The Health Insurance Portability and Accountability Act of 1996 (HIPAA) sets forth certain rules and regulations that healthcare providers have to abide by in order to ensure the confidentiality of patient informations and make sure the necessary information for patient care is given to the correct providers. Parkview Health System, Inc. has agreed to settle potential HIPAA violations costing them around $800,000 dollars after one of their retiring physicians dumped medical records.
“All too often we receive complaints of records being discarded or transferred in a manner that puts patient information at risk,” said Christina Heide, acting deputy director of health information privacy at Dept. of Health and Human Services Office for Civil Rights (OCR), in a press statement. “It is imperative that HIPAA covered entities and their business associates protect patient information during its transfer and disposal.”
The investigation began after receiving a complaint that Parkview had violated the HIPPA privacy rule. Parkview took custody of 5,000 to 8,000 medical records or patients and had allegedly compromised all of them. The incident reportedly occurred back in 2008 when Parkview was assisting a retiring doctor during the transition of her records to the facility. According to the U.S. Department of Health And Human Services, “Parkview employees, with notice that the physician was not at home, left 71 cardboard boxes of these medical records unattended and accessible to unauthorized persons on the driveway of the physician’s home, within 20 feet of the public road and a short distance away from a heavily trafficked public shopping venue.”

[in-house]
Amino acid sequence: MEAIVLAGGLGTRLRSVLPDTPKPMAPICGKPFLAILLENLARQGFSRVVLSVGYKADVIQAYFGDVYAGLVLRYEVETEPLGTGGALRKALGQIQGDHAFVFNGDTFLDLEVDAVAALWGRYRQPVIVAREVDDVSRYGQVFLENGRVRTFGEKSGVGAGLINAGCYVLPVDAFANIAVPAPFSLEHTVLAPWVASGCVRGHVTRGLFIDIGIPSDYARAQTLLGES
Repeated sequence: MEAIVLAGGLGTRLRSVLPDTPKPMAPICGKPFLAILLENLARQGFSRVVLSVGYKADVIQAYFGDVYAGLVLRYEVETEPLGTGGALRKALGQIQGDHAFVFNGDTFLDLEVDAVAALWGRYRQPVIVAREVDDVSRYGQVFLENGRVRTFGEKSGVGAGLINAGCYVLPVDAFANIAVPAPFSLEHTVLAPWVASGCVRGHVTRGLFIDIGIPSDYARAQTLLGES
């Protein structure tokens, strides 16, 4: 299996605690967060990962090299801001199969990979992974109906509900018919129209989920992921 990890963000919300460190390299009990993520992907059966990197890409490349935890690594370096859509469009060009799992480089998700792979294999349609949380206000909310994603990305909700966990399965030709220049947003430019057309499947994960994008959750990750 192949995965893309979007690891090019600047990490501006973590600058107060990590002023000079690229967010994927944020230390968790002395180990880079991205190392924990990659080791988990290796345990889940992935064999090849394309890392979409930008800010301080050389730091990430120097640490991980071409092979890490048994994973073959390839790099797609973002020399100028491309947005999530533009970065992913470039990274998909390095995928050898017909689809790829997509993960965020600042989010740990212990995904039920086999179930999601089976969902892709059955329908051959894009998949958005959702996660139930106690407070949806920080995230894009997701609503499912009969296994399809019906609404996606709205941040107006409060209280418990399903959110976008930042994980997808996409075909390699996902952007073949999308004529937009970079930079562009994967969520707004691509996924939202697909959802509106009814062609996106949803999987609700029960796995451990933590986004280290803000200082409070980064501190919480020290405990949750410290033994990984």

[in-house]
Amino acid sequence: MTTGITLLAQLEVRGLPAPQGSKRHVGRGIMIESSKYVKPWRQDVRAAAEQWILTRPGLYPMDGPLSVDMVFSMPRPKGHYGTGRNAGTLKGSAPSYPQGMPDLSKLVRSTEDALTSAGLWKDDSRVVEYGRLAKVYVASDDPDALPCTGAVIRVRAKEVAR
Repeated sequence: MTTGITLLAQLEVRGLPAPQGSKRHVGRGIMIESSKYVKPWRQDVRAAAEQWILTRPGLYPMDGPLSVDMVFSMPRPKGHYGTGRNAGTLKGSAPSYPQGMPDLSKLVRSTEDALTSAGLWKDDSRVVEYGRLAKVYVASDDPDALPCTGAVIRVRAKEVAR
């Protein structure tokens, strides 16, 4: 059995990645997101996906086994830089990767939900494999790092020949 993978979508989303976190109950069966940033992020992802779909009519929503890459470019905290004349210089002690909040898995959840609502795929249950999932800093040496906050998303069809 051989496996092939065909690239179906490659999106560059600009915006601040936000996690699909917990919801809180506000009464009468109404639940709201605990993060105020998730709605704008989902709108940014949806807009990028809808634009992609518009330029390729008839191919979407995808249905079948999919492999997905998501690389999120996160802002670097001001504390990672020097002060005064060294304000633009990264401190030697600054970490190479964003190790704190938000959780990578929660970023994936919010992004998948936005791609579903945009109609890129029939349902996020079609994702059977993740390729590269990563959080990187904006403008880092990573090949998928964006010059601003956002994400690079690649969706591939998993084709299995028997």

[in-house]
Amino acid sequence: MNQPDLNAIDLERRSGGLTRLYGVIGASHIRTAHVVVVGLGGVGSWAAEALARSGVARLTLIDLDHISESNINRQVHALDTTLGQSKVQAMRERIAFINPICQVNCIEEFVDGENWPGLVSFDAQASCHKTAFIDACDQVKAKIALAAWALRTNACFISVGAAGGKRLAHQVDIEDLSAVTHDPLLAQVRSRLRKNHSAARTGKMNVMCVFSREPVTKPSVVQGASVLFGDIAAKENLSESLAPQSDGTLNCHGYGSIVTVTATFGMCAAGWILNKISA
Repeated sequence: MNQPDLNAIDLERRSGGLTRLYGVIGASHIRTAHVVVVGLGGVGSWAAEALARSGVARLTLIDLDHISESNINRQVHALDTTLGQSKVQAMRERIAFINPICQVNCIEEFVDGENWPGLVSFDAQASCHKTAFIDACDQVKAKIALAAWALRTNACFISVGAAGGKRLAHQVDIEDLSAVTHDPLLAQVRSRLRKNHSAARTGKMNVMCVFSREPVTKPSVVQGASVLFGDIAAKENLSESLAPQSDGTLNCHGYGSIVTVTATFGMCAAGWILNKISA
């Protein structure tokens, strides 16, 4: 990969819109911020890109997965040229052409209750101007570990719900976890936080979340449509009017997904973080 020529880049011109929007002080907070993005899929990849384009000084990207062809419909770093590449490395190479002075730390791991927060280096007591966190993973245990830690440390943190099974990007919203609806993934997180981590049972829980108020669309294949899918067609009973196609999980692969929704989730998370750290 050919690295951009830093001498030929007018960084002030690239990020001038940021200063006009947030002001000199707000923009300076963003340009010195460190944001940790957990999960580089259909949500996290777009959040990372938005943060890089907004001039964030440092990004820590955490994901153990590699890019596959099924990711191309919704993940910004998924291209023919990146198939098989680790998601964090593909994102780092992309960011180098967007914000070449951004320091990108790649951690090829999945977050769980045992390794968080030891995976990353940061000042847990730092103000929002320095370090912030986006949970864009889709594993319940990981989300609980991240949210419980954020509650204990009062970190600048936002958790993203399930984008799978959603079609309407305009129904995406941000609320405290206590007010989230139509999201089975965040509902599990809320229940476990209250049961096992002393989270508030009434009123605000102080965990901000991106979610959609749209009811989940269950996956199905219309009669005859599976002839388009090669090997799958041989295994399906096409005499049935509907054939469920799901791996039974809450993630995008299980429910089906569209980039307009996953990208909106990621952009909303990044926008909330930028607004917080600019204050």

The facility in question is a not-for-profit located in Indiana, serving northwest Ohio as well. They have approximately 8,700 employee and have a number of health services including behavioral, cancer, emergency, heart, orthopedics, and women’s health.
Parkview didn’t contest a subsequent investigation with OCR. Along with the $800,000 settlement, the company will also have to implement a corrective action plan. This includes Parkview revising its policies and procedures, and training staff. They will also have to provide an implementation report to OCR.